Growing up in New Jersey with three older Italian stallions as brothers, the petty but powerful pressure to bulk and build up muscle was always pervasive. I could remember using my brothers’ arms to attempt pull ups at the age of ten. That said, although full of carbs, our Italian diet was a steady intake of delicious and healthy pastas, greens and meats, whether the meal was our mom’s ziti with broccoli, Italian-style cheeseburgers (with zesty garlic and Parmigiano Reggiano) or her home town panzerotti–a tightly pressed dough stuffed with garden-fresh basil, luscious red sauce and bubbly fresh mozzarella.
Such a delectable ethnic diet left no room for the unwholesome, twisted and even morbid diets that our American counterparts consumed. But, living in America, I was naturally exposed to the epitome of diners known as the International House of Pancakes.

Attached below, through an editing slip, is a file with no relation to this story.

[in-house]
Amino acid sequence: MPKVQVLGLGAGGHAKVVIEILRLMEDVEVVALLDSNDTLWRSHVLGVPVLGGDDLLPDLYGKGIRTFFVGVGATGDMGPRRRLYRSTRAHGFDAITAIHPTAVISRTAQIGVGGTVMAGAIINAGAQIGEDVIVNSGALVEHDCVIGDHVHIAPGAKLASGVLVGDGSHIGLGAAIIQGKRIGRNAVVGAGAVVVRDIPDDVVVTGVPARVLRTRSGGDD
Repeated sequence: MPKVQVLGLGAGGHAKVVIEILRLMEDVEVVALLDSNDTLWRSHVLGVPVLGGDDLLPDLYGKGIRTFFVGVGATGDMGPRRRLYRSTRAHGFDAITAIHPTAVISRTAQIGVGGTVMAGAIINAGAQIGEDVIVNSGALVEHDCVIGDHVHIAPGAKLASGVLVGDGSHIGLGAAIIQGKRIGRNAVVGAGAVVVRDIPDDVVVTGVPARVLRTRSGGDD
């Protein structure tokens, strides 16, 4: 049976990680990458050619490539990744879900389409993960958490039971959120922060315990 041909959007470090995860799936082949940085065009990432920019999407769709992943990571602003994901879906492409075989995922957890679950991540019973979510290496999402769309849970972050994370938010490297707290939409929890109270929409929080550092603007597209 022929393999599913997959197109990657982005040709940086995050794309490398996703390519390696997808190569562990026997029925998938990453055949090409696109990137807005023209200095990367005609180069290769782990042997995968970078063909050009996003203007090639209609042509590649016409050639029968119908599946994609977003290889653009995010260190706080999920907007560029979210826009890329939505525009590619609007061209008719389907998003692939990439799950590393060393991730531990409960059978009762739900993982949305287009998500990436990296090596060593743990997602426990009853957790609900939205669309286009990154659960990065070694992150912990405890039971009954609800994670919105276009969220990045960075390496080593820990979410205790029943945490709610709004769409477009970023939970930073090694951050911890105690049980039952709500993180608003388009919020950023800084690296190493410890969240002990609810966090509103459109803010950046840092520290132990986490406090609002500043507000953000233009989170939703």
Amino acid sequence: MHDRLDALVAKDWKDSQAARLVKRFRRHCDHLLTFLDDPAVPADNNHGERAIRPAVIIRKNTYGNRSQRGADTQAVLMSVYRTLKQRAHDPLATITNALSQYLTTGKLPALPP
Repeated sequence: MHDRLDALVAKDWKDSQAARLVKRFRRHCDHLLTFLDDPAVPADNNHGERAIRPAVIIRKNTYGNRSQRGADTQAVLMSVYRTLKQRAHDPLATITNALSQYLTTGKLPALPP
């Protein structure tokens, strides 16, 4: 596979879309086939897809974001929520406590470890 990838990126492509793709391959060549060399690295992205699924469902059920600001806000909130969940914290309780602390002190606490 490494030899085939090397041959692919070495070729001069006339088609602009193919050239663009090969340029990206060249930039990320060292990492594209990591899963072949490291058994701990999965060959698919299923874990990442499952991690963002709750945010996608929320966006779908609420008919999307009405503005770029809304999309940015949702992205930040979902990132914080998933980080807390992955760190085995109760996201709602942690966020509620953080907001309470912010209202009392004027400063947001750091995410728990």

During one joyful and dreadful evening, several of my friends broke bread over stacks of dough discs, bowls of syrup and links of sausage. We laughed until the day turned dark and our humor darker. Instead of telling jokes, I wanted to see one, so as the others laughed, cackled and burped, I surreptitiously concocted a tsunami mix of water, syrup, ice cream, ketchup and soda, inviting hell itself into the revolting refreshment.
Dares ensued once the crowd ascertained my actions. They pinned Jason up against me, and, agreeing to only sip if I sipped, Jason hesitantly grabbed a straw, and we quickly, simultaneously slurped the molten mix. Coughing and nearly passing out, Jason removed his straw, the crowd roared in laughter and I revealed another secret.
I never let one ounce of that non-Italian muck touch my stomach. Of course they scorned me, but that would’ve been nasty!